• ISS crew members finally found the elusive air leak that was first detected in 2019
  • The tea bag they left in the Zvezda module floated towards the likely leak area
  • Air leak rate reportedly dropped since the suspected source was temporarily patched
  • Crews are now working on a more permanent patch to the leak

International Space Station (ISS) crew members finally traced the elusive air leak using a rather unusual method. Thanks to a simple tea bag, the leak has now been temporarily sealed.

The air leak ISS crew members have been looking for in the last months has finally been located, Russian News Agency TASS reports. To find it, the team simply placed a teabag in the Zvezda module, suspected to be the location of the leak, then recorded where the tea bag floated in microgravity.

"We believe that we have really identified the probable leakage area. We have distributed a teabag [in the Zvezda module] before closing the transfer chamber," Anatoli Ivanishin told the Russian Flight Control Center on Oct. 15, TASS reported. "We have several photos and videos of the direction of the tea bag's flight or where it intended to fly and this precisely shows the direction the air is blowing from the possible air leak."

On Monday, both Roscosmos and NASA confirmed that the air leak has been temporarily sealed and that plans are already being made to permanently seal it.

"ISS crew sealed the airleak using temporary means available at the station," Roscosmos said on Twitter. "Currently, Chief Operating Control Group together with the Space Station crew is working out a program of operations to permanently seal the leak location."

NASA also reiterated that the leak poses no immediate danger to the crew at the "current leak rate," which Ivanishin reported to have dropped after the suspected air leak source was patched up, TASS said in another report on the matter.

That said, it is still imperative to find a more permanent solution to the leak since the air pressure reportedly continues to drop.

"Perhaps, we should try hard patches our partners have? We can talk with them. This is because the current patch is not so efficient," Ivanishin told Russia's Flight Control Center.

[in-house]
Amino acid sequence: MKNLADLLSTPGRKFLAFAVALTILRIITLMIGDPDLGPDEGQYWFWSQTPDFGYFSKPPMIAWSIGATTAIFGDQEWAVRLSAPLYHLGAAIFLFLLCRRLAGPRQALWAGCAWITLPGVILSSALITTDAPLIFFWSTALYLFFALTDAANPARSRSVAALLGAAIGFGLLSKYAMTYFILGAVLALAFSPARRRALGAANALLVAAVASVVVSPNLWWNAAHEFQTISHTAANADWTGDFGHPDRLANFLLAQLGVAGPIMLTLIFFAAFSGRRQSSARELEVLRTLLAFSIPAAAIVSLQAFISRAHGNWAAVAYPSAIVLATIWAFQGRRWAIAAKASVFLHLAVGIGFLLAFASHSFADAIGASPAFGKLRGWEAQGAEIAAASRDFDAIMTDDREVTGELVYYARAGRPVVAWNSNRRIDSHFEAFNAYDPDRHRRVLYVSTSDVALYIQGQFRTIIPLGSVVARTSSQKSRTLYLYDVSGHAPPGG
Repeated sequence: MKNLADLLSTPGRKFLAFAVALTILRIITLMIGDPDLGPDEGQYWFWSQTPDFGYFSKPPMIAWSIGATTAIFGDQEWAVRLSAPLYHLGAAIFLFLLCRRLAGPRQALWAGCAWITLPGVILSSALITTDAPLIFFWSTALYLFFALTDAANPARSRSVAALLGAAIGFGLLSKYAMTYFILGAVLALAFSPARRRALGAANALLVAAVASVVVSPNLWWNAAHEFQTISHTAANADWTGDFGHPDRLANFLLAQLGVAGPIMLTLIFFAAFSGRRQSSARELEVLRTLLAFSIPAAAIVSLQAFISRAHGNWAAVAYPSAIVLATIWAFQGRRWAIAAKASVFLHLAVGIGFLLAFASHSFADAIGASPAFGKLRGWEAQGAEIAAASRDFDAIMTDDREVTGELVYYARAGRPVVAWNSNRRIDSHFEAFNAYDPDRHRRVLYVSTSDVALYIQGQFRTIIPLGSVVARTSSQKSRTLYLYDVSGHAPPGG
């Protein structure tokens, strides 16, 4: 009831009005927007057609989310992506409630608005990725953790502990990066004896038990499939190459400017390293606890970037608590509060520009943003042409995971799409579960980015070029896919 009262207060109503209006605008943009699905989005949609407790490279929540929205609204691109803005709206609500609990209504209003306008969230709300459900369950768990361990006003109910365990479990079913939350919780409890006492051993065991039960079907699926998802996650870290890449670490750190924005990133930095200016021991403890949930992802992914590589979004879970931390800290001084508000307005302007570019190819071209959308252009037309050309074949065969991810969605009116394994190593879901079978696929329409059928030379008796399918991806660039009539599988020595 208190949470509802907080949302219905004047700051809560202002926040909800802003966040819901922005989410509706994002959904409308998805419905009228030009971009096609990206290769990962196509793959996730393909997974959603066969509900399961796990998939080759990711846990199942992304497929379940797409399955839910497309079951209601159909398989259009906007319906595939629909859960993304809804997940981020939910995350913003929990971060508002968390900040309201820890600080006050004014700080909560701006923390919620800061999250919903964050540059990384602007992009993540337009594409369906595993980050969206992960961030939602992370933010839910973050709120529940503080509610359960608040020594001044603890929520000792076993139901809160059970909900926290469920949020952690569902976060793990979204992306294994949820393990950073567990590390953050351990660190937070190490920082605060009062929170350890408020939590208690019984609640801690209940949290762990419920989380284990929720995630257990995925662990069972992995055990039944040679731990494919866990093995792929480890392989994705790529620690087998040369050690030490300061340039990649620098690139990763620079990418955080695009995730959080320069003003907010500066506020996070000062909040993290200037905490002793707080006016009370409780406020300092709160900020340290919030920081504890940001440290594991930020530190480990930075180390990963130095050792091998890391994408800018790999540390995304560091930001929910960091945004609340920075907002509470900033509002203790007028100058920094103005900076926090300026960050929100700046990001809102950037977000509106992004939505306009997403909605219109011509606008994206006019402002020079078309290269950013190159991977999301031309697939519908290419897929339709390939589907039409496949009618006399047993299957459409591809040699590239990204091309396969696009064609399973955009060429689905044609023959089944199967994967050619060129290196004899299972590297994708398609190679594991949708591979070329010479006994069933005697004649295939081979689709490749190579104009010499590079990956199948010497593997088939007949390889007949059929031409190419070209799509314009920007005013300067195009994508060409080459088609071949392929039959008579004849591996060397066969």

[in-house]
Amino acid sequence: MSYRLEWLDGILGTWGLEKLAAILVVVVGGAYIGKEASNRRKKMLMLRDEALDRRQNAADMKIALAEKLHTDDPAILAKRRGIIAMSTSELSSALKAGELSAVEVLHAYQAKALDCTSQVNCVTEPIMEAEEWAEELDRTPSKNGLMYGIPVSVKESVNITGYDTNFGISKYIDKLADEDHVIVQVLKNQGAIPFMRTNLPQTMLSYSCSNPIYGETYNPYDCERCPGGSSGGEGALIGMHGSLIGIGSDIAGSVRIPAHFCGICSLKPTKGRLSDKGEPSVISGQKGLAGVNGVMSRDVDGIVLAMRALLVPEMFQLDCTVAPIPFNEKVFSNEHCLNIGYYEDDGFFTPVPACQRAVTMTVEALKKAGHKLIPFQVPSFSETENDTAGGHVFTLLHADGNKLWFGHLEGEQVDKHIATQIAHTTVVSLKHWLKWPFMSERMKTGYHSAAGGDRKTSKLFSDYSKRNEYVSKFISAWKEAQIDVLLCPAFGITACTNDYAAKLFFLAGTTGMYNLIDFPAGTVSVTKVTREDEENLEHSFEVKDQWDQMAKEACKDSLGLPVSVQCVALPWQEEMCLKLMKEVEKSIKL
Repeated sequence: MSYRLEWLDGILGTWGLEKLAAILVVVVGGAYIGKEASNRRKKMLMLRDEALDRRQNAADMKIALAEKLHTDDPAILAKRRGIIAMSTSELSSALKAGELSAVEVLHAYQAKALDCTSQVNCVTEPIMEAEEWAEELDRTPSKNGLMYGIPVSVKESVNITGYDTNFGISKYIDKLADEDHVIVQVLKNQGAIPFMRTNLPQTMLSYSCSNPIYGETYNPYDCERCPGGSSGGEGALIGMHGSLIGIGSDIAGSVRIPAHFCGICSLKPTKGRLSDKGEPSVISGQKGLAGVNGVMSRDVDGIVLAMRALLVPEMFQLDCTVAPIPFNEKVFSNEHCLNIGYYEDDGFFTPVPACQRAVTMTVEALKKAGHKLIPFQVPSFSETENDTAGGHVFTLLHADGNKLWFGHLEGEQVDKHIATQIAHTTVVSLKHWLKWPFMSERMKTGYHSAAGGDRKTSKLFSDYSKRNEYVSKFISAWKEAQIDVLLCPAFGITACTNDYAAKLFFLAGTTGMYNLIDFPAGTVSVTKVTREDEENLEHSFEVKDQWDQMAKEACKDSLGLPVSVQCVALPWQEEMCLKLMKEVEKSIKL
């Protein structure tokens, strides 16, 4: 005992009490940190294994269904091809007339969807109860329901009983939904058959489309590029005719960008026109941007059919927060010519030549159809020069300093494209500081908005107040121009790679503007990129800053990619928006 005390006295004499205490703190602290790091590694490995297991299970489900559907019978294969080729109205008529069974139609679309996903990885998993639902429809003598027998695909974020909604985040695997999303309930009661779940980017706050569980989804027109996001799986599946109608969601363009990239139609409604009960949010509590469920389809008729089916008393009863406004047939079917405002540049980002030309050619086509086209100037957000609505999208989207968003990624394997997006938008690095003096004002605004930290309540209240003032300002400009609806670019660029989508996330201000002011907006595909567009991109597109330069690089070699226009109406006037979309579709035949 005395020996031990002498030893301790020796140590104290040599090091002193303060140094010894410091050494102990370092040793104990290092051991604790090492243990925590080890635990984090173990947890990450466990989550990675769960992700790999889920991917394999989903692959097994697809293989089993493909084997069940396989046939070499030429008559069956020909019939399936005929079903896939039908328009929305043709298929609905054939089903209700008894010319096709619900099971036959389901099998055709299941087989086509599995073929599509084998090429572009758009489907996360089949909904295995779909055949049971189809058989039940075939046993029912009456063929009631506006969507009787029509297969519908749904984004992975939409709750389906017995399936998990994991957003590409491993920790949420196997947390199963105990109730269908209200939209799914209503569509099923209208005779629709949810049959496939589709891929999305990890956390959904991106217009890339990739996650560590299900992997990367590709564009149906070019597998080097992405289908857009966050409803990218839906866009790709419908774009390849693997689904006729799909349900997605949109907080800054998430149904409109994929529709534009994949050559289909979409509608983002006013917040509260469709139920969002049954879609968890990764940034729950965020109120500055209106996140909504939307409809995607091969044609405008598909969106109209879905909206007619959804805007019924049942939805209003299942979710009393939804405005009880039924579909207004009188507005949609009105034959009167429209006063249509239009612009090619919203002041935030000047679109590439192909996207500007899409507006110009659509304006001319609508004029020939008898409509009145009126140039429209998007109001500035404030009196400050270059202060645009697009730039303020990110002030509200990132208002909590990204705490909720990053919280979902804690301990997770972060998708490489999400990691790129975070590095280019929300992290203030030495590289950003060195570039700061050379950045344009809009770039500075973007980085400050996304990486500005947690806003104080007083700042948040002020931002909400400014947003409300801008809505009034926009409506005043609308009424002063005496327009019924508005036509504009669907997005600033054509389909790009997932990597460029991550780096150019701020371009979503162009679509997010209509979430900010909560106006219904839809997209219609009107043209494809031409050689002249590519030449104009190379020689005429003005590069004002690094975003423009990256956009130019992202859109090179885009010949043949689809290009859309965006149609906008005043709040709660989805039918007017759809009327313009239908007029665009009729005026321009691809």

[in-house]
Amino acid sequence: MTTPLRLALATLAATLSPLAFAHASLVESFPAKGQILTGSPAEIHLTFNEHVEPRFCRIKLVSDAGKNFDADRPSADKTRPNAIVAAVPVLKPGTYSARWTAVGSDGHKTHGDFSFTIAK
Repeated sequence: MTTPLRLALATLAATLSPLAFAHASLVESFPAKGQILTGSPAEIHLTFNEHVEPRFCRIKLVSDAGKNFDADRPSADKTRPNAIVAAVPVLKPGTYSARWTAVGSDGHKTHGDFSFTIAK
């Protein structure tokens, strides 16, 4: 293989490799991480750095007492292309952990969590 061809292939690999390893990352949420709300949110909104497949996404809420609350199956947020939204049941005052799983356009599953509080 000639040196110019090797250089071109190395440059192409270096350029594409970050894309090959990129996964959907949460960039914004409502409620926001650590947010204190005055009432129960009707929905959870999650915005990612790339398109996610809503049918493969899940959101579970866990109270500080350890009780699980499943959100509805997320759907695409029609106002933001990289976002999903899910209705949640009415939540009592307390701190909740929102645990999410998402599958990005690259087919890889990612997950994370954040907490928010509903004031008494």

So far, exactly what the plan is to permanently seal the air leak is unclear. But cosmonaut Sergey Ryzhikov, who traveled to the ISS on Oct. 14, said during a pre-flight conference that the Soyuz MS-17 spacecraft was also bringing equipment to trace the leak as well as a "special sealant," TASS said in the earlier report.

As NASA noted, the crew has been investigating the source of the leak for several months. It all began in September 2019 when the standard leak reportedly slightly increased. At the time, it was not considered to be a major risk. But it reportedly increased in August, prompting the crew members to actively search for the leak.

Just last September, for instance, the crew members were even woken up by flight controllers late at night to search for the leak after it appeared to grow in size. Although the detection was later attributed to a temporary temperature change and the leak rate remained the same, it was during that late-night search when the crew members finally traced the leak to the Russian Zvezda Service Module.

Now, thanks to a simple tea bag, the months-long mystery appears to have been solved.

The Earth, photographed by astronaut Nick Hague from the International Space Station on October 2, 2019
The Earth, photographed by astronaut Nick Hague from the International Space Station on October 2, 2019 NASA / Nick HAGUE